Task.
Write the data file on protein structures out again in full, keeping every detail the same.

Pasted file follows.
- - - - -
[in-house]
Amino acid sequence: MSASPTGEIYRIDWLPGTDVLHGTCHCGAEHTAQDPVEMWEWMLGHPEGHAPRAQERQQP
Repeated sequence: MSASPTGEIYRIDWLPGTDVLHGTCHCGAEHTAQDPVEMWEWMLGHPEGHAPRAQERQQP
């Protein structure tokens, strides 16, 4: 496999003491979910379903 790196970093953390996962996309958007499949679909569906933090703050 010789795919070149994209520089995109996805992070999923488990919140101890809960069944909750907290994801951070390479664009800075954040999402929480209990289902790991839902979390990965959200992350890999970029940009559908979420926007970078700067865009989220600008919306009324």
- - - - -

[in-house]
Amino acid sequence: MSASPTGEIYRIDWLPGTDVLHGTCHCGAEHTAQDPVEMWEWMLGHPEGHAPRAQERQQP
Repeated sequence: MSASPTGEIYRIDWLPGTDVLHGTCHCGAEHTAQDPVEMWEWMLGHPEGHAPRAQERQQP
């Protein structure tokens, strides 16, 4: 496999003491979910379903 790196970093953390996962996309958007499949679909569906933090703050 010789795919070149994209520089995109996805992070999923488990919140101890809960069944909750907290994801951070390479664009800075954040999402929480209990289902790991839902979390990965959200992350890999970029940009559908979420926007970078700067865009989220600008919306009324």